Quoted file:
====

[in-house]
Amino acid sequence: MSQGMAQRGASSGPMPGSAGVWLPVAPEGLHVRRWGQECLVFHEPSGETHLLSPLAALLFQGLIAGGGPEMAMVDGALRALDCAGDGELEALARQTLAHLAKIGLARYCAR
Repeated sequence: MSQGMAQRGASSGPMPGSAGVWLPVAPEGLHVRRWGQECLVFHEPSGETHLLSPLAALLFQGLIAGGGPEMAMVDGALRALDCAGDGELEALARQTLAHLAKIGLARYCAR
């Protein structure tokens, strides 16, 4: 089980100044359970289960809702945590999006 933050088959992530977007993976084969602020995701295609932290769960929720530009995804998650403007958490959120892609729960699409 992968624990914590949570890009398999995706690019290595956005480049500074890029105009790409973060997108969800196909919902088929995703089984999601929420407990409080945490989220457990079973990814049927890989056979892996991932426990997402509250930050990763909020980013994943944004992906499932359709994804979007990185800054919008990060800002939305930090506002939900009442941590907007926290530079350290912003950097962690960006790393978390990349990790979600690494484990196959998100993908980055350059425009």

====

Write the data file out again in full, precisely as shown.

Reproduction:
[in-house]
Amino acid sequence: MSQGMAQRGASSGPMPGSAGVWLPVAPEGLHVRRWGQECLVFHEPSGETHLLSPLAALLFQGLIAGGGPEMAMVDGALRALDCAGDGELEALARQTLAHLAKIGLARYCAR
Repeated sequence: MSQGMAQRGASSGPMPGSAGVWLPVAPEGLHVRRWGQECLVFHEPSGETHLLSPLAALLFQGLIAGGGPEMAMVDGALRALDCAGDGELEALARQTLAHLAKIGLARYCAR
């Protein structure tokens, strides 16, 4: 089980100044359970289960809702945590999006 933050088959992530977007993976084969602020995701295609932290769960929720530009995804998650403007958490959120892609729960699409 992968624990914590949570890009398999995706690019290595956005480049500074890029105009790409973060997108969800196909919902088929995703089984999601929420407990409080945490989220457990079973990814049927890989056979892996991932426990997402509250930050990763909020980013994943944004992906499932359709994804979007990185800054919008990060800002939305930090506002939900009442941590907007926290530079350290912003950097962690960006790393978390990349990790979600690494484990196959998100993908980055350059425009």